See, for all the ways my Daddy was a good man, I didn't know if he'd ever figured that point out. I didn't know if he'd ever been told the truth, and if he'd ever really taken the opportunity to be saved. And here, I had figured this part of the truth out, and I didn't share it with him. And, unlike his parents, who are mormons who believe you get a second chance after death, I don't believe that. See, the way I understand the Bible is that you get one life, and if you don't get it in this life, you don't get another chance to figure it out when you die. There is no Purgatory to work off your sin, no re-incarnation, no afterlife baptism. This life, this trip around the sun, is all you get. So I lived for almost 10 years wondering if I could have done better...if my father is waiting for me in heaven, or not, and if I had actually told him, would that have changed. I recently asked my mother, who knew him in those first years of my life (they got married 9 months exactly before I was born), in those days when he left mormonism and converted. She said that he had made such a profession of faith in those years...and that was what I needed to set my heart at rest. I don't know if he meant it when he said it, I don't know if he ever really sold out to the God who gave all for him, but I know now that he had been told truth...he knew what it took to get to heaven.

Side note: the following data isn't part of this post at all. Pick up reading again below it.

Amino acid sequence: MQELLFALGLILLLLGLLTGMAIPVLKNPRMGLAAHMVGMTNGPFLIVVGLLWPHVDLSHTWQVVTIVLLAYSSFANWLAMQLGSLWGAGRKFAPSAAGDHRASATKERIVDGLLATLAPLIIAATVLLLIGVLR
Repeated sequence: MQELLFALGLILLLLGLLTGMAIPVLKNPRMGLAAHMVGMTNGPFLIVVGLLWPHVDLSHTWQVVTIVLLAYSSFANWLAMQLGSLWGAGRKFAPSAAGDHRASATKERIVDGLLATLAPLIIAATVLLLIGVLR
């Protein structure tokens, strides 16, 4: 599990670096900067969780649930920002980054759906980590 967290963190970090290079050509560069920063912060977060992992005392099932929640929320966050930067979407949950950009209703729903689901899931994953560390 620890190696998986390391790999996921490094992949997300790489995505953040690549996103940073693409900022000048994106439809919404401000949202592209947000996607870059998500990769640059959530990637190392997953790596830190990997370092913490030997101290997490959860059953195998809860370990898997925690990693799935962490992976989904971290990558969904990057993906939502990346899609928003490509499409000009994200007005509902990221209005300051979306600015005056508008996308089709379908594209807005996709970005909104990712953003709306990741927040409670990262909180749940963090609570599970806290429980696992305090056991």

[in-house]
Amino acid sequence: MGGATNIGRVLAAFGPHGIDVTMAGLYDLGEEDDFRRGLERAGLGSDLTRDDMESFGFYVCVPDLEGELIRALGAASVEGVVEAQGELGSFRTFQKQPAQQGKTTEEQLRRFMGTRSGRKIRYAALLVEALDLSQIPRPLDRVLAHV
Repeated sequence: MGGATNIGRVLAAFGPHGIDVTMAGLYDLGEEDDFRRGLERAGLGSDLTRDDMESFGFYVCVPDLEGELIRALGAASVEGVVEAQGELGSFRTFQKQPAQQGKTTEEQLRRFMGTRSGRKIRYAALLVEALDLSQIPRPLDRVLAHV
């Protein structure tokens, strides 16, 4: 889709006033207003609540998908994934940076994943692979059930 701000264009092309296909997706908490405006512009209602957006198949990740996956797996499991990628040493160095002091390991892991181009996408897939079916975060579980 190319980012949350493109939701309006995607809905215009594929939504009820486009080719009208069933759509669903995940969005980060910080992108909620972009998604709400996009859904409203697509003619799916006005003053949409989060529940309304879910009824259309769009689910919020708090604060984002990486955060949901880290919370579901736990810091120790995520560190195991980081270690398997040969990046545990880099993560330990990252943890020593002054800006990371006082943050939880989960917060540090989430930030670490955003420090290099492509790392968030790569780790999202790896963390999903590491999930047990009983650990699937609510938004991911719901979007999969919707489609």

Anyway, I told you all of that to explain why it has been so important to me to have called my aunt before my uncle died. See, my aunt is still very close to my grandmother, who is still a devout mormon. My aunt comforts herself with the idea that if we futz things up in this life, we can fix it all in eternity, after we die. I don't know what my uncle believed. I never really knew him that well. I mean, I remember him as my uncle all my life, but even when we lived closer, we didn't go visit very often. And my aunt adores me, so she tells people about me all the time (as evidenced when I went up in July for a brief overnight visit and people I had never met and others I barely remembered shared with me how often she sings my praises), but Don and I never talked much in those times. But no matter how well I knew him or not, I still wanted to offer him, offer Kathy, what I had never given my Dad. I still needed, for his memory, for the sake of their own eternal souls, to tell them this truth. I called them Tuesday, and I still don't know what he did or didn't know before he died. But when I called Tuesday, I shared my witness with her. I told her that I truly believe that, without confessing a faith in Jesus Christ before death, you don't get to heaven. Did Uncle Don know that before Thursday night? I don't know. But I had to try to tell them.
My Aunt Kathy loved my Uncle Don. He loved her. She had a very hard time when her baby brother, my Daddy, died. I can't even begin to imagine how hard this will be for her. I just hope that she places her faith in the one who is longing to carry her through it all. I just hope she finds God sufficient.